Treatment is primarily symptomatic and supportive and may require the coordinated efforts of a team of specialists. Pediatricians, dermatologists, ophthalmologists, urologists, and other healthcare professionals may need to systematically and comprehensively plan an affect individual's treatment. Psychosocial support for the entire family is essential as well. Prompt recognition and treatment of these disorders is critical. Treatment may require a highly specialized skin (dermatological) center. Severe cases with large areas of skin detachment and high SCORTEN values may require treatment in an ICU or burn-care center.

In cases caused by drug hypersensitivity, immediately stopping and avoiding the offending medication(s) is required. In some cases, determining which medication is causing the reaction may be difficult. If the offending medication is unknown, all suspected and unnecessary medications should be stopped. Generally, the earlier the offending drug is removed, the better the overall prognosis. In case of infection being identified as the most likely cause, this has to be treated appropriately.

Fluid replacement with electrolytes is critical and should be administered immediately. Blood products and supplemental nutrition are given as needed. Topical care can include antiseptic solutions or ointments that act as disinfectants, including chlorhexidine, octenisept, polyhexanide, or silver nitrate. Silver sulfadiazine is not recommended. Affected individuals must be monitored for infection and antibiotics may be given to control infection. Protective (prophylactic) systemic antibiotic treatment is not recommended. Pain medications (analgesics) may be used.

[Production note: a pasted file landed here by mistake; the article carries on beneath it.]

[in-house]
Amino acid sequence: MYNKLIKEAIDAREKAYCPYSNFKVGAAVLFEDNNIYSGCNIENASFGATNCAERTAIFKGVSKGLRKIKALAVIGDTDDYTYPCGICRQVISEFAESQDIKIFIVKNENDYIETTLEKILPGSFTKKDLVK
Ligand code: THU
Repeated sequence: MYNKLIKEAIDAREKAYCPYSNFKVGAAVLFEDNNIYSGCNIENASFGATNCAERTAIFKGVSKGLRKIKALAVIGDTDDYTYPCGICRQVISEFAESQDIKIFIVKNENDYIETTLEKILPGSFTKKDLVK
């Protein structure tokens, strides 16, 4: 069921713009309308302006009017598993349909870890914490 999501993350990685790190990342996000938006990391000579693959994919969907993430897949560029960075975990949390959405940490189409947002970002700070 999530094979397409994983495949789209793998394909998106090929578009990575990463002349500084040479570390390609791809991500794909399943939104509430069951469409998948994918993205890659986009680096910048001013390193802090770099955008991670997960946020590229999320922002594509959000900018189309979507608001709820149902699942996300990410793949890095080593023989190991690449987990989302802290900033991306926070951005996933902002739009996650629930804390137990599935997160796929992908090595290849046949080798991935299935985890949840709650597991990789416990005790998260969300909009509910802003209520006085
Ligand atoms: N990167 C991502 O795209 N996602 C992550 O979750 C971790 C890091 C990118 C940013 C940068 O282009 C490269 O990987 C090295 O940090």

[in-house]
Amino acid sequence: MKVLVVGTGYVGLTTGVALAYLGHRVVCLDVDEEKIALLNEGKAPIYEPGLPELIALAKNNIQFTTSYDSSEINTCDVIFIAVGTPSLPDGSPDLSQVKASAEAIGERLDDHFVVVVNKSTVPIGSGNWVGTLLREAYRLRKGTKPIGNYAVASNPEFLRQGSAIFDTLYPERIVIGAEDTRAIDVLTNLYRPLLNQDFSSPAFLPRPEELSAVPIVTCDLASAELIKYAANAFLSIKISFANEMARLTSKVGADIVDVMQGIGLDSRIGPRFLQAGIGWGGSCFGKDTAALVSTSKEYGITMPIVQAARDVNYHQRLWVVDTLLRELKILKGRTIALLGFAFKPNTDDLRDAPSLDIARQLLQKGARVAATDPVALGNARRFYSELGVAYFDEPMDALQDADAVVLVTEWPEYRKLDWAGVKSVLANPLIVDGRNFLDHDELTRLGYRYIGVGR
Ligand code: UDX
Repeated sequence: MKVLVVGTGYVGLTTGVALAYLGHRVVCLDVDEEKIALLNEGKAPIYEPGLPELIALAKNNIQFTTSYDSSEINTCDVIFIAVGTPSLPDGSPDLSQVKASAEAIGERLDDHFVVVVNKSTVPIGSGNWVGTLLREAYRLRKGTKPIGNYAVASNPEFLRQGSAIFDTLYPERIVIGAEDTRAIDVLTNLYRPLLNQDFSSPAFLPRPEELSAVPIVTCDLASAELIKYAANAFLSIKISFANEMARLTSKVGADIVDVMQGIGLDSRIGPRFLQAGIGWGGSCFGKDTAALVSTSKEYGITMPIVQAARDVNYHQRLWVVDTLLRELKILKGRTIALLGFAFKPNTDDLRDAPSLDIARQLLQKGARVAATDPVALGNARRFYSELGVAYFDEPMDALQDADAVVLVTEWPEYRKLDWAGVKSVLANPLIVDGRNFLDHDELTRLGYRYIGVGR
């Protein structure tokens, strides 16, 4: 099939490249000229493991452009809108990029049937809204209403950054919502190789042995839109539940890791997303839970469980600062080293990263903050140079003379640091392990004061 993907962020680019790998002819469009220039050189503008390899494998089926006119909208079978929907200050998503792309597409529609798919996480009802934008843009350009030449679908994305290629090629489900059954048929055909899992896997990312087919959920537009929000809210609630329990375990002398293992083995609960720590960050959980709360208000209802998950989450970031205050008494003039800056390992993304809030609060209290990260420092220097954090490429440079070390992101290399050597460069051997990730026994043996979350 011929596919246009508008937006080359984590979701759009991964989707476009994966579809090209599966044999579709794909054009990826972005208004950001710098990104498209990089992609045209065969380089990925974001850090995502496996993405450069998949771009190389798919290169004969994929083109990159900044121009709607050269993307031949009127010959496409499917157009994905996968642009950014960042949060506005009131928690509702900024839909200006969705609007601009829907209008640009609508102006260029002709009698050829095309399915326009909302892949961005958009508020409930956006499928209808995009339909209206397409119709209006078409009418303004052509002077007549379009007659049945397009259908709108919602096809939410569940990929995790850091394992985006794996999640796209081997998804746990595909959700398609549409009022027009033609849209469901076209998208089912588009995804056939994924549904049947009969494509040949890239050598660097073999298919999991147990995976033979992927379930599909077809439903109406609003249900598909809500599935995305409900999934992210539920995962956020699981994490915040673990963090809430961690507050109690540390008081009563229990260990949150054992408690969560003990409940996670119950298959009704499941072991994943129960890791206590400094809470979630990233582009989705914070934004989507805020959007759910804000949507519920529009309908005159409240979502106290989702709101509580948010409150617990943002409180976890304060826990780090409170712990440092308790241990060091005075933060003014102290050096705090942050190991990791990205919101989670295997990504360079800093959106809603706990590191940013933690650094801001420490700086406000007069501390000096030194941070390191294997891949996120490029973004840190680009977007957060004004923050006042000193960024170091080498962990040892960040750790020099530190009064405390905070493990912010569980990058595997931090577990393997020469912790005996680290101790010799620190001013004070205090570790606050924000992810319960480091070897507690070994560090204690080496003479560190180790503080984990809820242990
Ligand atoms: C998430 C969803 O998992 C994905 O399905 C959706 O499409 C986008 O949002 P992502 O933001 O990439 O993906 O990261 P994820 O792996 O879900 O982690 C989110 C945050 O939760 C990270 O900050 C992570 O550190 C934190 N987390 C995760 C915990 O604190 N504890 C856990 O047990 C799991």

Wound treatment should be conservative; aggressive surgical removal of affected skin (debridement), which is often performed at burn centers is not recommended. Intact blisters may serve as a protective "biologic" dressing. The use of non-adhesive dressings is helpful, especially in cases with large areas of skin detachment, e.g. Suprathel®.

The lips and mouth may require special care. Oral hygiene is necessary and a disinfectant mouthwash is beneficial Lips may be treated with appropriate ointments. In severe cases, affected individuals may not be able to eat, requiring the use of a gastric tube, which is a small thin tube inserted directly into the stomach through a small surgical opening, or a nasogastric tube.

Individuals with eye involvement should receive a consultation with an ophthalmologist as soon as possible. Treatment may require continued lubrication of the eyes, topical antibiotics, and surgically separating adhesions. Regular ophthalmologic care is needed by many patients on a daily or every-other-day basis. In recent years, the application of a cryopreserved amniotic membrane to the eyes and eyelids during the acute phase of these disorders has been effective in preventing some of the eye complications.